PORTLAND, Ore. – State and federal agencies are extending the season for the Northern Pikeminnow Sport Reward Program on the Columbia and Snake rivers until Oct. 11. They are also boosting the per-fish reward amounts for the remainder of the 2020 season.
Effective Sept. 19, the reward for all eligible northern pikeminnow will increase from the $5 to $8 range, to $10 per fish - regardless of how many northern pikeminnow an angler catches. The reward for verified specially-tagged northern pikeminnow will also temporarily increase from $500 to $1,000 per fish.
The program’s goal is to encourage more anglers to participate by harvesting predator-sized northern pikeminnow this fall, which will help protect more young salmon and steelhead from predation next spring.
“Large northern pikeminnow are responsible for eating a majority of the young salmon and steelhead who fall victim to predators,” says Eric McOmie, a BPA program manager. “Reducing the number of large pikeminnow can really help young salmon survive.”
For 30 years the Bonneville Power Administration has funded the Northern Pikeminnow Sport Reward Program, paying anglers to remove northern pikeminnow from the Columbia and Snake rivers and protecting endangered juvenile salmon and steelhead. The program’s goal is not to eliminate native northern pikeminnow but reduce the average size and number of the predatory fish.
The 11-day extension offsets the delay at the start of the season in May due to the COVID-19 pandemic. It also appears the pandemic may have discouraged some anglers from participating in the sport-reward fishery, as the number of anglers is down 28% from this time last year. Currently, the 2020 harvest of northern pikeminnow is on track to be the lowest on record.
According to recent data, anglers are catching more northern pikeminnow now than any other time of the season, but fewer people are participating in the program. Average harvest for the past 29 years is approximately 174,000 fish. Last year, anglers removed approximately 146,000 northern pikeminnow from the Columbia and Snake rivers. So far this year, that number is just over 88,000.
Nearly anyone can make money fishing for northern pikeminnow, and biologists say late summer and early fall can be one of the best times of the year to catch the salmon eaters. In 2019, the program paid out nearly $1.2 million to northern pikeminnow anglers, with the top fisherman making more than $53,000.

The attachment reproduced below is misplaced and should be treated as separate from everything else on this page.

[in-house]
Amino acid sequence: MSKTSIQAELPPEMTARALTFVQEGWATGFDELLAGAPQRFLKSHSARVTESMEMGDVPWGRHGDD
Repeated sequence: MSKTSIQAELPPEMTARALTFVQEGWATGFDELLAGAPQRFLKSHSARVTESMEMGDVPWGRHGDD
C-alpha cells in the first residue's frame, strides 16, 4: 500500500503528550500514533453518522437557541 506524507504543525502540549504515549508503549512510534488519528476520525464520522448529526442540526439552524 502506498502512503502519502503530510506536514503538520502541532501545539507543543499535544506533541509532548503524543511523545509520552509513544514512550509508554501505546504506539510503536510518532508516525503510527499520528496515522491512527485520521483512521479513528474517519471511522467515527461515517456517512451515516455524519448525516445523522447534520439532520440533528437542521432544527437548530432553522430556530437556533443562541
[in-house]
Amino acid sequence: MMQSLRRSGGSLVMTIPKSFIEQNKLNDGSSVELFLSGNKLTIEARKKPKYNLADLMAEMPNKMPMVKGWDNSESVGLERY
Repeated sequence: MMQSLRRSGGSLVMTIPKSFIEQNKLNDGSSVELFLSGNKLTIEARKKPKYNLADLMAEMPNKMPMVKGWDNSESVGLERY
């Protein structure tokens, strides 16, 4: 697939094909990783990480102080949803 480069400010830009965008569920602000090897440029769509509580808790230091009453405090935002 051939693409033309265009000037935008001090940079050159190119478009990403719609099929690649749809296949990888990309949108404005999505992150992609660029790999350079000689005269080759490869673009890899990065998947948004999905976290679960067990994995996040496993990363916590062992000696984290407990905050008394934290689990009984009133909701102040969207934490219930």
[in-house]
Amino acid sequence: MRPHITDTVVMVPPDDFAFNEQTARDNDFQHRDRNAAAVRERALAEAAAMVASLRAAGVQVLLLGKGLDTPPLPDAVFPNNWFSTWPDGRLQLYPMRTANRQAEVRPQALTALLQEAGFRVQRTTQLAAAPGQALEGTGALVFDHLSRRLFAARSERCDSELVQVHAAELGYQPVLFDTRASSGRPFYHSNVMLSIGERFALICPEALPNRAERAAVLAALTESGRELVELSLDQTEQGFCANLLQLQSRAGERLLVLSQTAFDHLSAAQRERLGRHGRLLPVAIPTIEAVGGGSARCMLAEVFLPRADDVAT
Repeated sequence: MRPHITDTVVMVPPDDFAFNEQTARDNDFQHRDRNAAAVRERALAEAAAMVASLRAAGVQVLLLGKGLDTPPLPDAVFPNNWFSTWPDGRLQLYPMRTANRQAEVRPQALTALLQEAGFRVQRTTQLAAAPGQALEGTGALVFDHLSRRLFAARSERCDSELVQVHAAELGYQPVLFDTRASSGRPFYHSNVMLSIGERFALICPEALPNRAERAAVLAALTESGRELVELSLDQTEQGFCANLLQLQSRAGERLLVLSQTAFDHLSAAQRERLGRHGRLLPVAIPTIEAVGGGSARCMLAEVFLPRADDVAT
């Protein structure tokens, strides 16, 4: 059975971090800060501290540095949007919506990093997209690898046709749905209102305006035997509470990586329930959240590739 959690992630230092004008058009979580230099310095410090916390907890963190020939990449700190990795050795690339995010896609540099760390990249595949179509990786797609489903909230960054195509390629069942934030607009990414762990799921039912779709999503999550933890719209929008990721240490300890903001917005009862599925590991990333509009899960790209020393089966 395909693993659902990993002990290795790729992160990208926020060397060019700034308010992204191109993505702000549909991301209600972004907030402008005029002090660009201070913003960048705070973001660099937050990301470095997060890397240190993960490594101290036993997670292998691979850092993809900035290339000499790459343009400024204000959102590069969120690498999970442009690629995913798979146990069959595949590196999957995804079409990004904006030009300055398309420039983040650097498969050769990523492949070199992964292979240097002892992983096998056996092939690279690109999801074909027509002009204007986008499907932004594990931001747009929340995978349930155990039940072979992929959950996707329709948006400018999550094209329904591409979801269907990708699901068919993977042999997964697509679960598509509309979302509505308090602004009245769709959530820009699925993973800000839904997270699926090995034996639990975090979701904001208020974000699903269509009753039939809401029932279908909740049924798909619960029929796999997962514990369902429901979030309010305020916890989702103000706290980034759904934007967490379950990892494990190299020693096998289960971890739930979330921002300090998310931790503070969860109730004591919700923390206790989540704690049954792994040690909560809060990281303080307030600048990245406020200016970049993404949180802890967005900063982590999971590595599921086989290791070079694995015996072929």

For more details on the season extension and reward increases, go to www.pikeminnow.org.
The Bonneville Power Administration, headquartered in Portland, Oregon, is a nonprofit federal power marketer that sells wholesale, carbon-free hydropower from 31 federal dams in the Columbia River Basin. It also markets the output of the region’s only nuclear plant. BPA delivers this power to more than 140 Northwest electric utilities, serving millions of consumers and businesses in Washington, Oregon, Idaho, western Montana and parts of California, Nevada, Utah and Wyoming. BPA also owns and operates more than 15,000 circuit miles of high-voltage power lines and 261 substations, and provides transmission service to more than 300 customers. In all, BPA provides nearly a third of the power generated in the Northwest. To mitigate the impacts of the federal dams, BPA implements a fish and wildlife program that includes working with its partners to make the federal dams safer for fish passage. It also pursues cost-effective energy savings and operational solutions that help maintain safe, affordable, reliable electric power for the Northwest. www.bpa.gov
Marion County, Ore. – On September 7, multiple fires along Highway 22 swept through the Fishermen’s Bend Recreation Site, destroying much of the popular BLM-managed campground.